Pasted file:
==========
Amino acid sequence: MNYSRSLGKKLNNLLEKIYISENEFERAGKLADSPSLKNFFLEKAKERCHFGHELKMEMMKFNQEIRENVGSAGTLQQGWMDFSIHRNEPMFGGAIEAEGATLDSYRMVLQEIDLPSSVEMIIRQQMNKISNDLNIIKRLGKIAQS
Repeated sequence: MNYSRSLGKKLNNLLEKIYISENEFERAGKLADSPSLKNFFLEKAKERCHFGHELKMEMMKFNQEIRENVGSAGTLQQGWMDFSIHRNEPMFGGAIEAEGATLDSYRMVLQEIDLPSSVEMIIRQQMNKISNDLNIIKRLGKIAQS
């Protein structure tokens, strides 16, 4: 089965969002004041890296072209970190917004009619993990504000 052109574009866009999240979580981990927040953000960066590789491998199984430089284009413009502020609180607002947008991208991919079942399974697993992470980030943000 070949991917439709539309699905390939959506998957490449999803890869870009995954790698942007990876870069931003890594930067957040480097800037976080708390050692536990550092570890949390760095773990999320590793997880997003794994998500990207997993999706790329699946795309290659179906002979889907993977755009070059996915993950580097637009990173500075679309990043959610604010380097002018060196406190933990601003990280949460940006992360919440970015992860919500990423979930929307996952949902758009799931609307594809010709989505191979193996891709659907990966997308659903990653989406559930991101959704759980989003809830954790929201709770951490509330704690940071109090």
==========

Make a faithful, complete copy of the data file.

Amino acid sequence: MNYSRSLGKKLNNLLEKIYISENEFERAGKLADSPSLKNFFLEKAKERCHFGHELKMEMMKFNQEIRENVGSAGTLQQGWMDFSIHRNEPMFGGAIEAEGATLDSYRMVLQEIDLPSSVEMIIRQQMNKISNDLNIIKRLGKIAQS
Repeated sequence: MNYSRSLGKKLNNLLEKIYISENEFERAGKLADSPSLKNFFLEKAKERCHFGHELKMEMMKFNQEIRENVGSAGTLQQGWMDFSIHRNEPMFGGAIEAEGATLDSYRMVLQEIDLPSSVEMIIRQQMNKISNDLNIIKRLGKIAQS
């Protein structure tokens, strides 16, 4: 089965969002004041890296072209970190917004009619993990504000 052109574009866009999240979580981990927040953000960066590789491998199984430089284009413009502020609180607002947008991208991919079942399974697993992470980030943000 070949991917439709539309699905390939959506998957490449999803890869870009995954790698942007990876870069931003890594930067957040480097800037976080708390050692536990550092570890949390760095773990999320590793997880997003794994998500990207997993999706790329699946795309290659179906002979889907993977755009070059996915993950580097637009990173500075679309990043959610604010380097002018060196406190933990601003990280949460940006992360919440970015992860919500990423979930929307996952949902758009799931609307594809010709989505191979193996891709659907990966997308659903990653989406559930991101959704759980989003809830954790929201709770951490509330704690940071109090």